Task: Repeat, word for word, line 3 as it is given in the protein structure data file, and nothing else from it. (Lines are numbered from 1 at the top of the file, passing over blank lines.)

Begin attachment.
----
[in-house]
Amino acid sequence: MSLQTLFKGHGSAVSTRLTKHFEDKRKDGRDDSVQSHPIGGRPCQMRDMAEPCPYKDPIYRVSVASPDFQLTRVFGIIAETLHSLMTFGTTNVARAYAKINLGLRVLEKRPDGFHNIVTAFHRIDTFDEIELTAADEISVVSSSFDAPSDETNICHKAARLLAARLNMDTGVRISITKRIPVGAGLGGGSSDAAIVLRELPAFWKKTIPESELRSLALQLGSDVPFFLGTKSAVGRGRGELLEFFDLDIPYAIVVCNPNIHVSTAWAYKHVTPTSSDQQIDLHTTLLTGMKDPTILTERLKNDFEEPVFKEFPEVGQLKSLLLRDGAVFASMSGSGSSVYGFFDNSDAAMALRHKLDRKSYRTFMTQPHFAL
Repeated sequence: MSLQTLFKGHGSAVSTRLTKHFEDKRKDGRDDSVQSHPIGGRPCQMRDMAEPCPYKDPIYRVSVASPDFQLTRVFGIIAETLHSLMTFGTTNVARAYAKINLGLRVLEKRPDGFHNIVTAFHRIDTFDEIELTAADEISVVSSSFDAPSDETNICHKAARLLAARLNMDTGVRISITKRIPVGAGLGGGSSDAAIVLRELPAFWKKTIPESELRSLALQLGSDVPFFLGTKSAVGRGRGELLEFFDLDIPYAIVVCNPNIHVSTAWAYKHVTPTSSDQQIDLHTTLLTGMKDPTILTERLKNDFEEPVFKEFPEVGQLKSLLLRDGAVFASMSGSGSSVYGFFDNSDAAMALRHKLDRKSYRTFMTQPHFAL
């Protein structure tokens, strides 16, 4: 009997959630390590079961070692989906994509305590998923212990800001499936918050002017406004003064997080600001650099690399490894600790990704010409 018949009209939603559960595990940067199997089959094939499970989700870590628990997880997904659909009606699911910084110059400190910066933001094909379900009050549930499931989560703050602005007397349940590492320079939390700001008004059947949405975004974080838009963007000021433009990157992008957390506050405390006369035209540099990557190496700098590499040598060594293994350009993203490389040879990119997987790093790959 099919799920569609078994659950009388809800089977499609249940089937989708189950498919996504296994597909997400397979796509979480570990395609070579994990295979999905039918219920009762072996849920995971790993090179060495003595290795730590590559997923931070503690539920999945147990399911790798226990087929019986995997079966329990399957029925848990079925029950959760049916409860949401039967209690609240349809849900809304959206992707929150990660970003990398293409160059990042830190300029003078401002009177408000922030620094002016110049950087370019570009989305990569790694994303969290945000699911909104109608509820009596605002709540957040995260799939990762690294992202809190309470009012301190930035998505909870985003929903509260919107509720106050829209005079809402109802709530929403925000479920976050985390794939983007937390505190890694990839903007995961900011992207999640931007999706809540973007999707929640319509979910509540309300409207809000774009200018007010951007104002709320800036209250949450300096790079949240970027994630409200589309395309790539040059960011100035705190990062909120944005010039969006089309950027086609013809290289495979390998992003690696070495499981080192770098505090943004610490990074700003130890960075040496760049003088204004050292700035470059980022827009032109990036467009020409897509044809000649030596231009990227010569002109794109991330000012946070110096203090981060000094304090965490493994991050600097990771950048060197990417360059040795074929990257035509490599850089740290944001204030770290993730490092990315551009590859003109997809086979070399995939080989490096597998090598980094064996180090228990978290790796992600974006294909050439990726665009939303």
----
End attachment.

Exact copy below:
Repeated sequence: MSLQTLFKGHGSAVSTRLTKHFEDKRKDGRDDSVQSHPIGGRPCQMRDMAEPCPYKDPIYRVSVASPDFQLTRVFGIIAETLHSLMTFGTTNVARAYAKINLGLRVLEKRPDGFHNIVTAFHRIDTFDEIELTAADEISVVSSSFDAPSDETNICHKAARLLAARLNMDTGVRISITKRIPVGAGLGGGSSDAAIVLRELPAFWKKTIPESELRSLALQLGSDVPFFLGTKSAVGRGRGELLEFFDLDIPYAIVVCNPNIHVSTAWAYKHVTPTSSDQQIDLHTTLLTGMKDPTILTERLKNDFEEPVFKEFPEVGQLKSLLLRDGAVFASMSGSGSSVYGFFDNSDAAMALRHKLDRKSYRTFMTQPHFAL